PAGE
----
A federal appellate court delivered a big win to Florida students in a long-running legal dispute over a middle school gay-straight alliance.
The court’s unanimous decision, authored by a famously conservative judge, holds that a federal law known as the Equal Access Act applies to (and therefore protects the rights of) students attending Carver Middle School in Lake County. The student plaintiffs had relied on the Act’s non-discrimination protections in a lawsuit over the Lake County School Board’s refusal to allow the middle-school GSA. The school board responded to the suit by arguing, among other things, that the Equal Access Act only applies to high schools and therefore provides no protection to the district’s middle school students; today’s decision rejects that position. Click here or on ‘Read More’ to view the full post.
The long-running dispute over the right of students to form a gay-straight alliance (GSA) at Carver Middle School in Lake County, Florida, is headed to trial in federal court this week before a Nixon-appointed judge, the Honorable William Terrell Hodges. For some background on the saga, check out the short local news video and the list of earlier Youth Allies posts (below).
Nevertheless, I am inspired by the tenacity and courage of the students, their families, their attorneys, and their many other allies. I wish them much luck (though they shouldn’t need it) as they continue their work to overcome the misunderstandings, misinformation, unfounded fears, hostility, and bias that have run rampant in Lake County over this issue. Click here or on ‘Read More’ to view the full post.
Earlier this week, I published a post and video about a brave nine-year-old, Grayson Bruce, who had spoken out publicly against bullying after getting verbally and physically attacked at his North Carolina school. Other kids had picked on him relentlessly because they thought his My Little Pony bag was “girlie.” And to make matters worse, school administrators initially responded by telling Grayson not to wear the bag, saying it was the “trigger for bullying.” (Check out my original post for further thoughts on that.)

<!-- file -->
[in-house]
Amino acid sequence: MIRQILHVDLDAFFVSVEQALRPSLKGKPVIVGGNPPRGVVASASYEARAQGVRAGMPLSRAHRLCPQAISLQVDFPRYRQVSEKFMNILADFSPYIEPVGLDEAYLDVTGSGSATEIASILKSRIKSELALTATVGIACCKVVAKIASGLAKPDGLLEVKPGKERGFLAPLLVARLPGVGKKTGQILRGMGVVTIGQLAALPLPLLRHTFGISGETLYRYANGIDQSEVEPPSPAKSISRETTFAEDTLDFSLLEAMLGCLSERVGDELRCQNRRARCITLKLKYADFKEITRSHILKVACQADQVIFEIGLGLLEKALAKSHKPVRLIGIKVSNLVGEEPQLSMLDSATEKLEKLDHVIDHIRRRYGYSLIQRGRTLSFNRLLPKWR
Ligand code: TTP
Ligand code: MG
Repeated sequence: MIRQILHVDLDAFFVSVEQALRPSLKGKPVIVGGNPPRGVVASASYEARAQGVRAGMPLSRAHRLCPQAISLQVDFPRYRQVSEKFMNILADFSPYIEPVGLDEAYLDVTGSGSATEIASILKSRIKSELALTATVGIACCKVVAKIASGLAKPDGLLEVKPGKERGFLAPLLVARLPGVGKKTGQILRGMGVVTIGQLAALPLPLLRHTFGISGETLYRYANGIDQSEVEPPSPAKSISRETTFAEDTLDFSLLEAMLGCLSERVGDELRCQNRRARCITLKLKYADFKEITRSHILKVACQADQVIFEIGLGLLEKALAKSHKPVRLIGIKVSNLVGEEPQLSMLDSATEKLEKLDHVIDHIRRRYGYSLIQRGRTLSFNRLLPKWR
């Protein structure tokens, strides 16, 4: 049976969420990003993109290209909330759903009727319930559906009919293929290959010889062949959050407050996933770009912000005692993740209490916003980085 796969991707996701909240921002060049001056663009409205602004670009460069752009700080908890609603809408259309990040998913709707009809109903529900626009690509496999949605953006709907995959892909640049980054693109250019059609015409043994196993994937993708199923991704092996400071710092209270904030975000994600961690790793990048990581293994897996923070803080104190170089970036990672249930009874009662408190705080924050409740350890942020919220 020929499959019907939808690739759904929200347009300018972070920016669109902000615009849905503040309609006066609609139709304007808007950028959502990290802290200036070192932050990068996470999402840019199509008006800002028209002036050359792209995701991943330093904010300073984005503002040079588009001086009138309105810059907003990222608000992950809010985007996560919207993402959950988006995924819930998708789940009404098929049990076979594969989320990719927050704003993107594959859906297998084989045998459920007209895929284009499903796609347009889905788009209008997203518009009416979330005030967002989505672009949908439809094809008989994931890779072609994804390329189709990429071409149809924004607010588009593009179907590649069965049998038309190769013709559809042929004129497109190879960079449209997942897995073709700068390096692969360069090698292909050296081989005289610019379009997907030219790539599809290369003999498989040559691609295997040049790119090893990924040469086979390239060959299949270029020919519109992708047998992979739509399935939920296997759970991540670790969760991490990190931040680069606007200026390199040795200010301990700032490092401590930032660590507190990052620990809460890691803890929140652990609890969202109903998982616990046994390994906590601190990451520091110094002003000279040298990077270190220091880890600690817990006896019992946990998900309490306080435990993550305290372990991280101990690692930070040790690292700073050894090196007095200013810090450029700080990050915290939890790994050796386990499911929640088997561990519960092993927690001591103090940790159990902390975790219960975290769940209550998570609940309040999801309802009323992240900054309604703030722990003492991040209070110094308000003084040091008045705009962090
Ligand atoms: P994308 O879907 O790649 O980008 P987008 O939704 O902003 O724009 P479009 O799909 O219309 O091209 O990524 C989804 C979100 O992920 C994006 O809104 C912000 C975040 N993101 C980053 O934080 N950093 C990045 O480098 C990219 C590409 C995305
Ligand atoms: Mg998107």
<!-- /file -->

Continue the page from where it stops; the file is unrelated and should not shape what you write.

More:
Fortunately, the school has changed course (though it took a national outcry) and will allow Grayson to wear his bag. Administrators have published the following statement from Grayson’s mother, Noreen Bruce, on the district’s Facebook page:
Though the school officials’ behavior infuriates me, the young boy at the heart of this news story moves, impresses and inspires me.
A courageous and well-spoken nine-year-old, Grayson Bruce, is standing up publicly to school bullies—and to his school—after facing vicious bullying for his supposed gender nonconformity. Some of the other kids in his North Carolina school district have attacked him verbally and physically because they think his My Little Pony bag is for girls.
School officials have dealt poorly with the situation, to say the least: They reportedly blamed the mistreatment on Grayson and his bag—and told him not to wear it—rather than focusing their punitive action on the bullies. (They called the bag a “trigger for bullying.”)
The bag, it should go without saying, does not harm anyone. Nor does it harm anyone that a young boy happens to like toys or cartoons that have traditionally been marketed toward girls. The “triggers for bullying” here were small-mindedness, immaturity, ignorance and gender stereotyping. Not My Little Pony. By treating kids like Grayson as the problem, schools empower bullies and reinforce narrow and oppressive notions of gender that stifle young people’s creativity and their freedom to be themselves. Click here or on ‘Read More’ to view the full post and to learn how to support Bruce Grayson on Facebook.